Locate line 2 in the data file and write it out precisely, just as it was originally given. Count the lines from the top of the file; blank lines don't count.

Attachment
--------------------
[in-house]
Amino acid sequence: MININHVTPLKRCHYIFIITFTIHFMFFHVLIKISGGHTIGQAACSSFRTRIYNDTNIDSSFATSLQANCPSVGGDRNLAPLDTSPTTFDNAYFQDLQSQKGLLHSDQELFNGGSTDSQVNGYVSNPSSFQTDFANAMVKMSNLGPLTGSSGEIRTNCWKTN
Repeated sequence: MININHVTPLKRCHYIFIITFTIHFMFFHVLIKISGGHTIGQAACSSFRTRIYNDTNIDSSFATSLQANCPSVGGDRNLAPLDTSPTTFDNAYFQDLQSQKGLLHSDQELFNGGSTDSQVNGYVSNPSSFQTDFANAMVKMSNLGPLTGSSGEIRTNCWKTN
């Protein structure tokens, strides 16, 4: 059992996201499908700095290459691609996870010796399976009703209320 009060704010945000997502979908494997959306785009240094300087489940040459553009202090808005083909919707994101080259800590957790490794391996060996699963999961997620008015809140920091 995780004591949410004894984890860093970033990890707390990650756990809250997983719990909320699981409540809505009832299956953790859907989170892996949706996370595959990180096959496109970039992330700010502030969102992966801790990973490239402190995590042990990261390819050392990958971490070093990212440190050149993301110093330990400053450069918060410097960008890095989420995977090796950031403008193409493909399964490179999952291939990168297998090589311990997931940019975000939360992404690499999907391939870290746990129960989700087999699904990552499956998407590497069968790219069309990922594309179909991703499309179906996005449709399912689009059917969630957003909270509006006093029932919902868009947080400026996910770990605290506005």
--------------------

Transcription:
Amino acid sequence: MININHVTPLKRCHYIFIITFTIHFMFFHVLIKISGGHTIGQAACSSFRTRIYNDTNIDSSFATSLQANCPSVGGDRNLAPLDTSPTTFDNAYFQDLQSQKGLLHSDQELFNGGSTDSQVNGYVSNPSSFQTDFANAMVKMSNLGPLTGSSGEIRTNCWKTN